Letters To The Editor

Letter to the Editor – Jan 2021

A Time for Albertans to Stick Together

There are two possible reactions to natural and manmade disasters. Driven by fear, we can allow disasters to divide us and our communities. Or, in the midst of disasters, we can consciously decide to unite – to stick together and work together more closely than we’ve ever done before to overcome the adversities that beset us.

So for Albertans, currently facing the twin disasters of the COVID-19 pandemic and a contracting economy, which will it be? I address this question from the perspective of an Alberta family that has been involved in our politics and economy for more than 85 years.

On the governmental front, is now really the time for the municipal governments of Edmonton and Calgary to be at loggerheads with the provincial government? Or is now the time for maximum cooperation?

In the legislature itself, is now really the time for the opposition to do nothing but oppose? Or is now the time to set an example of “pulling together” through cross-partisan support of measures aimed at restoring our health and economy?

On the labor front, is now really the time for the public service unions to think only of themselves and declare war on their employer? Or is now the time to share more fully in the sacrifices that other Albertans are being called upon to make?

On the economic front, is now the time for each sector – energy, agriculture, services, manufacturing, high tech – to fend for itself? Is now the time for “dog eat dog” competition to secure the biggest possible piece of a shrinking economic pie? Or is now the time for maximum cooperation within the private sector to help pull the Alberta economy on to more solid and prosperous ground?

On the health care front, is now really the time – during a pandemic – for doctors and the provincial health department to be in conflict? Or is now the time to submit outstanding differences to third party arbitration and get on with jointly discharging a collective responsibility to meet the health care needs of Albertans?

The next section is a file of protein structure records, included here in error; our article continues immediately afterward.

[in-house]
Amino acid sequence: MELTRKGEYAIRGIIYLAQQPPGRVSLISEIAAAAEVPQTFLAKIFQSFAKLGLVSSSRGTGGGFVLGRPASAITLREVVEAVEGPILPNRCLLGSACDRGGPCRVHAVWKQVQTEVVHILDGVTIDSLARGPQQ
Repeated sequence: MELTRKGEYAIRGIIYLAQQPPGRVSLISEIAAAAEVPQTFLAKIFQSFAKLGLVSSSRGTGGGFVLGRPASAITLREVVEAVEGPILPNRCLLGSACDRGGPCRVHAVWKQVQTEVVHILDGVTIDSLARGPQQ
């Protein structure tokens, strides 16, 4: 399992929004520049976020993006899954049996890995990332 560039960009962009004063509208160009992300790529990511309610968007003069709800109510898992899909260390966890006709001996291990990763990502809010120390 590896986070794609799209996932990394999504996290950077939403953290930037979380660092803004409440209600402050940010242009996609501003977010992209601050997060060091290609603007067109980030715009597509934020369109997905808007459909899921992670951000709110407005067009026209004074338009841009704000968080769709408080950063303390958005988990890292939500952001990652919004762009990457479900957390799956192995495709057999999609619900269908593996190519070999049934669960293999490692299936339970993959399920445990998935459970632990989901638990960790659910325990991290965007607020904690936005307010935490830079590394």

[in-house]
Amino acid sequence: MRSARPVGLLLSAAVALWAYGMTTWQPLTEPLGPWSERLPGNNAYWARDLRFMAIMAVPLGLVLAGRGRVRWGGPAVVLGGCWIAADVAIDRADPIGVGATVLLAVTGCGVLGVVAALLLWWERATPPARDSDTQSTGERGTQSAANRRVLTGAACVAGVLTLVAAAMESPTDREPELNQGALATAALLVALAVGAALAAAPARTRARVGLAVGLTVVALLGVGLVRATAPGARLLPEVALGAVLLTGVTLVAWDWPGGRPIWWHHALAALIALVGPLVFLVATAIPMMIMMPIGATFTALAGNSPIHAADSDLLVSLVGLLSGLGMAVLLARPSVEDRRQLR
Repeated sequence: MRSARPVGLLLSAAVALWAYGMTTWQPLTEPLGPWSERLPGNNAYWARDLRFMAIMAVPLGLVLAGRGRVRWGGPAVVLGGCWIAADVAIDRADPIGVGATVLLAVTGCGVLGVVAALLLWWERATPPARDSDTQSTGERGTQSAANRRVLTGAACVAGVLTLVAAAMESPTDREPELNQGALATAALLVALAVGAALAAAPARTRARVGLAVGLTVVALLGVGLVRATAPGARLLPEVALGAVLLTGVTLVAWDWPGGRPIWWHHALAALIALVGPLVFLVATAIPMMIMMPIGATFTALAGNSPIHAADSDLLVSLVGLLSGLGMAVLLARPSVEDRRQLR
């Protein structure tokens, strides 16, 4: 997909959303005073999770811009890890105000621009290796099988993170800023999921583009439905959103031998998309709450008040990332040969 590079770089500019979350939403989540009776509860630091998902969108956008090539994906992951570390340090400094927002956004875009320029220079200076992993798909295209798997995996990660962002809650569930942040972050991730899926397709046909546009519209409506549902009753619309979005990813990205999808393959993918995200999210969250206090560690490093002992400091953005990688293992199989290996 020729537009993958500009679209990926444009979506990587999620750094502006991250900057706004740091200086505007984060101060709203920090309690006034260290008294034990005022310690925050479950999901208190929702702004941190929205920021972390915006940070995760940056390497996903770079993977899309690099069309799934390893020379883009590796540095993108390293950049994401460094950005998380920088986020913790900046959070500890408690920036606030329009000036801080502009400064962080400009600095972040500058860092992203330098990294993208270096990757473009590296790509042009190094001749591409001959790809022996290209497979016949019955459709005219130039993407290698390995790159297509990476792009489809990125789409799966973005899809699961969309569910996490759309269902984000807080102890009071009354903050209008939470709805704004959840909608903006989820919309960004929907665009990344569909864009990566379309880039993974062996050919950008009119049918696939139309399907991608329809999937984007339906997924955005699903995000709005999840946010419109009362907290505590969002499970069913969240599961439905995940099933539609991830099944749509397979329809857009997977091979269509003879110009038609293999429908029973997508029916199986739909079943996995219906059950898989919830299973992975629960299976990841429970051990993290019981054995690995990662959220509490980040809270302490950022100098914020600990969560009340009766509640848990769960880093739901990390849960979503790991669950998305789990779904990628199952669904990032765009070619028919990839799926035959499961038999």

And on the broader political front, is now the time for Albertans to divide between separatist and federalist camps? Or is now the time for both camps to unite in support of those measures which both consider necessary to secure fairer treatment for our province from a hostile federal government?

On the media front, controversy is always more newsworthy than cooperation and sparking division invariably gets more hits than searching for common ground. But is now really the time to amplify the controversial and divisive and for mass media to become the chief carrier of the fear virus? Or is now the time for a conscious media effort to inoculate the public from the fear virus by focusing much more on the positive and constructive?

Contrary to the views of those who ignore Alberta’s political and economic history, this is not “the most divisive period Alberta has ever faced” nor is it the first time Albertans have been forced to deal with natural and manmade disasters at the same time. Let us learn therefore from that past experience about the dangers of pulling apart and the benefits of pulling together under such circumstances.